The Baby Hammock Co Limited (‘BHC’) first sought advice from New Zealand’s largest intellectual property law firm, AJ Park, after one of its principals, Mrs Sarah Hannah, got to chatting with her neighbour on a flight from Wellington to Auckland, who happened to be an employee of the firm.
This was back in August of 2004.
That chance meeting led, in the end, to a number of days in the New Zealand High Court in February and March this year, with BHC accusing AJ Park of negligence and breach of fiduciary duty, and claiming damages for loss of profits in the astonishing amount of $53,105,743, as well as additional exemplary damages.
On 13 July 2011, Justice Rodney Hansen in the Auckland Registry of the High Court issued his judgment, finding that:
- AJ Park was not negligent in any advice that they provided to BHC;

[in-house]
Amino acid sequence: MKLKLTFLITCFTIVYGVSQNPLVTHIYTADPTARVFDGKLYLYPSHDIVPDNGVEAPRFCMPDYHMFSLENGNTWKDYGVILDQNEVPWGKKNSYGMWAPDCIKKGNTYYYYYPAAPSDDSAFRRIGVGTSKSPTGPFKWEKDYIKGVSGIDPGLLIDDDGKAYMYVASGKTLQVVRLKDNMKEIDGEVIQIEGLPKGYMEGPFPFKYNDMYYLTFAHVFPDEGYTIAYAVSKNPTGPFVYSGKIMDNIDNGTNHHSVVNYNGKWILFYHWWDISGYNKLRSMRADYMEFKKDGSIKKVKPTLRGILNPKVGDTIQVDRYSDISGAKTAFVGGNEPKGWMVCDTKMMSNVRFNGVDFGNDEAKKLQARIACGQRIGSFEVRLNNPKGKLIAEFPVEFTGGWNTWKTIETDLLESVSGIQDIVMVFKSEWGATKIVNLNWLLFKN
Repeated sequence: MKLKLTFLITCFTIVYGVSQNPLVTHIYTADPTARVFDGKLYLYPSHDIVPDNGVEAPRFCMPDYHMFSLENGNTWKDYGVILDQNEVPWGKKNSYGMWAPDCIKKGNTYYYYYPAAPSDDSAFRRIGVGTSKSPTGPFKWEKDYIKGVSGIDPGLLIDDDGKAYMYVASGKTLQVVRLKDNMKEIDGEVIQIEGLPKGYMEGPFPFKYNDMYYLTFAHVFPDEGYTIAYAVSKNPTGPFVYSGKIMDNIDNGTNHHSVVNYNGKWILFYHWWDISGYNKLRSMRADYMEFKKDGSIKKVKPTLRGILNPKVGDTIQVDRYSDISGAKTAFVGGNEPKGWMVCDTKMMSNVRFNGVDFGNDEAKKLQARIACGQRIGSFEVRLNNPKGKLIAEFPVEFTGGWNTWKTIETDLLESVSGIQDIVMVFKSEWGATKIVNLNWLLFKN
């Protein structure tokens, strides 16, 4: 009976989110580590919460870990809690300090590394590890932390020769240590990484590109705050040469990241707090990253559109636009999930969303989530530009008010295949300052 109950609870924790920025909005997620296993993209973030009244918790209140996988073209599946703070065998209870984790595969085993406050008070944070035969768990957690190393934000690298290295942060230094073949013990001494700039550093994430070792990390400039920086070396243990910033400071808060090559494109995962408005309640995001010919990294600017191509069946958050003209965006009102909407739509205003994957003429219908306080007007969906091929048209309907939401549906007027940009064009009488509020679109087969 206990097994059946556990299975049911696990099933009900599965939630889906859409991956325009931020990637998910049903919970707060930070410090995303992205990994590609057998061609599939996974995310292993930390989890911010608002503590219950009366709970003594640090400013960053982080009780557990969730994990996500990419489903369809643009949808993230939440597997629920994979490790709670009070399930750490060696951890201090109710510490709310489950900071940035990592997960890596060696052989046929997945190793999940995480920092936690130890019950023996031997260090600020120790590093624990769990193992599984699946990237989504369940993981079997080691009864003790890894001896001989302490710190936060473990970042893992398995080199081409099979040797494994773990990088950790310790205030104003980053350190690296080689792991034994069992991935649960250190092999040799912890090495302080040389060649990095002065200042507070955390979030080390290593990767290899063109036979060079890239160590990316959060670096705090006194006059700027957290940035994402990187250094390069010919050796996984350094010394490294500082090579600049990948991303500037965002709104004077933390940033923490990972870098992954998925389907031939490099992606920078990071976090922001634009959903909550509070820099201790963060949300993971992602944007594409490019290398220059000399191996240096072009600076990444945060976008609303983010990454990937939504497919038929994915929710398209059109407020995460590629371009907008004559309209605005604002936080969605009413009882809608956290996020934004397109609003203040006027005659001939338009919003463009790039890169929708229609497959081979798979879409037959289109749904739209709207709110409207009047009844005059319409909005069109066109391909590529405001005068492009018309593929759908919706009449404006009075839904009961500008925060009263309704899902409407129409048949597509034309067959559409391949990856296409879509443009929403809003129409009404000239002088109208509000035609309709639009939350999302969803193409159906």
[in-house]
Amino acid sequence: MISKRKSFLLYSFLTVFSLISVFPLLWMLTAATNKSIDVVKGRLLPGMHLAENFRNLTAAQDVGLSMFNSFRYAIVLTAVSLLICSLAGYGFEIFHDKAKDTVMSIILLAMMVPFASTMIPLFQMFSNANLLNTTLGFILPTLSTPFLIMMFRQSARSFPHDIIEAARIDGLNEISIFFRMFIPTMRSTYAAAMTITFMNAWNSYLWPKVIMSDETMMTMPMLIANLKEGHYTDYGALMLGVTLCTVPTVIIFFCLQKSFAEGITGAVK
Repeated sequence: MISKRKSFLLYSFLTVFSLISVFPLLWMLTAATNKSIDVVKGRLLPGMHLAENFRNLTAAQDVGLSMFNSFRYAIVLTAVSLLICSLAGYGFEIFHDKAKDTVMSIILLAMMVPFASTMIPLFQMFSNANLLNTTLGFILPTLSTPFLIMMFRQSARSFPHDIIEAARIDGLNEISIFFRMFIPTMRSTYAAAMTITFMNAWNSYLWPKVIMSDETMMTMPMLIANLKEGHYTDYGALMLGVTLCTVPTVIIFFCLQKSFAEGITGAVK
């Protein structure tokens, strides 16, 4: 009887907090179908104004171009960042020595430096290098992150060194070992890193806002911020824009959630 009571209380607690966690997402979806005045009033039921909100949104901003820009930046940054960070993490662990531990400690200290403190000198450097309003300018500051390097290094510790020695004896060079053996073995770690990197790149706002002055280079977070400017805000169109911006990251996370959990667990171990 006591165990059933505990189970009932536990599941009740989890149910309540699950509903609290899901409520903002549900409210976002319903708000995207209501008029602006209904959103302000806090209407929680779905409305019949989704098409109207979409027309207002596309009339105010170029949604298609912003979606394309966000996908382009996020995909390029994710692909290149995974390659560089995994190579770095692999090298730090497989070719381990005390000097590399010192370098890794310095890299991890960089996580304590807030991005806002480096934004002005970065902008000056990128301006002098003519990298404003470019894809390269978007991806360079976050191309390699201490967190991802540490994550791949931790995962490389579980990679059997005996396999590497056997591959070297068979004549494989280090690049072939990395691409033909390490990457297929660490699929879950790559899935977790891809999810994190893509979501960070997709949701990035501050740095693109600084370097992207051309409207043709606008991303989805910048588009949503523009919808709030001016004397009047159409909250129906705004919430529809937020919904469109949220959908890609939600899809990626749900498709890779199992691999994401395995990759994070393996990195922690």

- even if they had been negligent, any such negligence would not have been causative of the lack of success in business of BHC;
- while AJ Park owed a fiduciary duty both to BHC, and to another client, Hushamok, which was a competitor to BHC, it was at no time in breach of its duty to BHC;
- the fact that there may be a potential for future conflict between clients is not, in itself, sufficient to establish a breach of fiduciary duty;
- even if there had been a breach of fiduciary duty, BHC could not have demonstrated any loss that had occurred as a result of the breach;
- BHC’s calculations of lost profits were fanciful, being based on flawed assumptions, inconsistent with the historical performance of the market for BHC’s products, and in any event BHC had no capacity to access the market because, at the relevant time, the company was chronically under-capitalised and technically insolvent; and
- exemplary damages would not have been awarded because, even if AJ Park had been in breach of its fiduciary duty to BHC, its conduct would have, at worst, involved an error of judgment, whereas exemplary damages are only appropriate in cases of outrageous conduct.